“Can We Find a Home Here?”

That is the title to a raspberry-colored pamphlet I brought home last Sunday from Birmingham Unitarian Church. It’s directed at interfaith couples, and the answer is — I’m not spoiling — “Of course!” (Of course.)

“If your life partner is someone who comes from a religious tradition different from your own, you are already familiar with the joys and challenges of creating intimacy across cultural boundaries,” I read aloud to my husband, after vetting with him that he is my “life partner.”

“Hey, what does that mean?” he asked. But he was playing fantasy baseball on the other computer, so maybe he wasn’t focused.

Good question. I think it means, among other things, that the Unitarians are highly educated and expect to have highly educated people reading their pamphlets. “Cultural boundaries,” “styles of interaction,” “search for truth and meaning” — I read on — these phrases are familiar to anyone who’s been through a liberal arts survey course anywhere. I think I committed all of them in one term paper or another.

So one “cultural identity” that the pamphlet assumes is that of “product of modern American higher education,” possible emphasis on modern (post-modern?) critical theory.

All well and good. I’m one of those products. I have the scars from my critical theory course with Stanley Fish to prove it.

So why did an hour in seminar at BUC leave me unsatisfied?

Because that’s what the worship felt like. It was a lecture — maybe a panel presentation — on civil rights and Dr. Martin Luther King Jr., with some moments for personal reflection on the above. Also, hymns.

This should be right up my alley! </cliche> The pink pamphlet even said: “Religious identity is closely tied with a person’s larger cultural background.” I’m fairly certain that most of my college edification insisted on some version of that. Cultural background is predictive.

And, yet, I missed something. Maybe passion. Maybe praise of God, who was so seldom mentioned. Maybe awe.

Why didn’t I find a home there?


The people of the words

11:15 a.m. worship, Birmingham Unitarian Church, Bloomfield Hills, Michigan.

So far, the Unitarians win for sheer volume of printed matter. Mere minutes after I’d come through the doors at Birmingham Unitarian Church, I began to be loaded down with color-coded brochures on how to be a Unitarian Buddhist, a Unitarian Christian, a Unitarian Jew, a Unitarian Humanist and, in case I couldn’t decide, a snappy title that invited me to “Meet the Unitarians.” Forget tablets. The Unitarian God speaks in pamphlets.

This first snowdrift was followed by an order of service with hymn inserts, and much later, during coffee hour, with a newsletter and a couple of other papers I still haven’t unfolded. My petite go-to-meeting purse groaned.

In many ways, I like this. The Unitarians seem eager to make sure you understand what you’re getting into. And if you don’t, they always have another way to get the lesson across.

But in other ways, it reminds me of the disclosure documents I ask clients to sign at my other gig as a tax preparer. Could anything that needs this much verbiage be in my favor? Must my relationship with God come with subpoints? How much of this is going to be on the final?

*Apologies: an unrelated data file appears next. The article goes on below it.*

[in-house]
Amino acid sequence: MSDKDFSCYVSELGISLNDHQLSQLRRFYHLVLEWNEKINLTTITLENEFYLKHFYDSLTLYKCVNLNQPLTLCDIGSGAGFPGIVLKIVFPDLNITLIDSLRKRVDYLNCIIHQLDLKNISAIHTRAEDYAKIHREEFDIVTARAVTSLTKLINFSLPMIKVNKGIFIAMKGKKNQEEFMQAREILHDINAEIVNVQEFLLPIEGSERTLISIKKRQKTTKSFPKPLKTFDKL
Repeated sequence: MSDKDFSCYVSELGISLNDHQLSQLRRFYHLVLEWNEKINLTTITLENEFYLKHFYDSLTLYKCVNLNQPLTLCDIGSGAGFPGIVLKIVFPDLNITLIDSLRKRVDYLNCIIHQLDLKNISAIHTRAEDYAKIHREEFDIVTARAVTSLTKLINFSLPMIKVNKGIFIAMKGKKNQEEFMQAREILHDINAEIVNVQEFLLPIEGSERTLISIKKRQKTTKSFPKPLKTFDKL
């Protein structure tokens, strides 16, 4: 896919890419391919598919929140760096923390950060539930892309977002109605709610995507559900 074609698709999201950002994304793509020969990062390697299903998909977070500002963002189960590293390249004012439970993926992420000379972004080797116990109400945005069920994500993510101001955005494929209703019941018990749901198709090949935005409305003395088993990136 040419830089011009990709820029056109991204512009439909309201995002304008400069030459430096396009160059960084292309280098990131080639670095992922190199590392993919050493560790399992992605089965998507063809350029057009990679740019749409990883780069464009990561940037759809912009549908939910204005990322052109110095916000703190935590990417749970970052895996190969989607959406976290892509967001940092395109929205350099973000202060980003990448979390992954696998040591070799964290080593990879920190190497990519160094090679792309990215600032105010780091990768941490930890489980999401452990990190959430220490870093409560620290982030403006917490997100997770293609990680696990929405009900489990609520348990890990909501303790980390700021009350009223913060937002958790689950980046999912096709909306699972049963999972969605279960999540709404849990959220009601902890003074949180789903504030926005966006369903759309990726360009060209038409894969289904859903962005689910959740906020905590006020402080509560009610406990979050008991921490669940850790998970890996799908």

At any rate, I and DD had chosen to worship with the Unitarians on the Sunday before Martin Luther King Jr.’s memorial day in part because Ebenezer Baptist was a bit of a trek and in part because an MLK Jr. celebration just seems to conform to my conception of Unitarian-Universalists. You know? Nice people who believe in the tenets of the great Civil Rights Era. Pacifism, power to the people, equal rights and tolerance. Old-skool liberalism without the messy wrangling over entitlements.

The service didn’t disappoint. We heard about Harriet Tubman, complete with PowerPoint slides. We sang spirituals that coded directions for the Underground Railroad. DD colored a sheet of quilt patterns, also coded with directions for escape. We even got a monologue by Abraham Lincoln (courtesy of Greenfield Village).  Upon direction from the pastor, we passed pebbles — our “stones of hope,” from one of Dr. King’s speeches — to each other, with blessings for the future. We heard a tribute by the pastor to her Texan mother, who had grown from a distrust of “coloreds” to acceptance and friendship.  All dignified, all unimpeachable, all beautifully spoken.

And yet, a bit … cerebral? And safe? We shook our heads sadly over the sins of the past, none of which we, personally, committed and none of which (we are pretty sure) we will need to answer for. (Wait. Scratch that word, “sin.” No one used it Sunday.) We sighed over the need for the world to be “just” in some unspecified and remote way. The closest we came to hearing a personal charge was the pastor’s wish that we each find some way to move forward with hope. Fill that in as you see fit.

Just to be ornery, I counted the number of times I heard “God” in the service — I think I came up with four, two of which were quotes from Dr. King. Indeed, we were told that King was sustained by his hope for a better future and his faith, not in God or Jesus Christ (wholly absent), but in a “mysterious Divine Being.”

I wonder what Dr. King would say.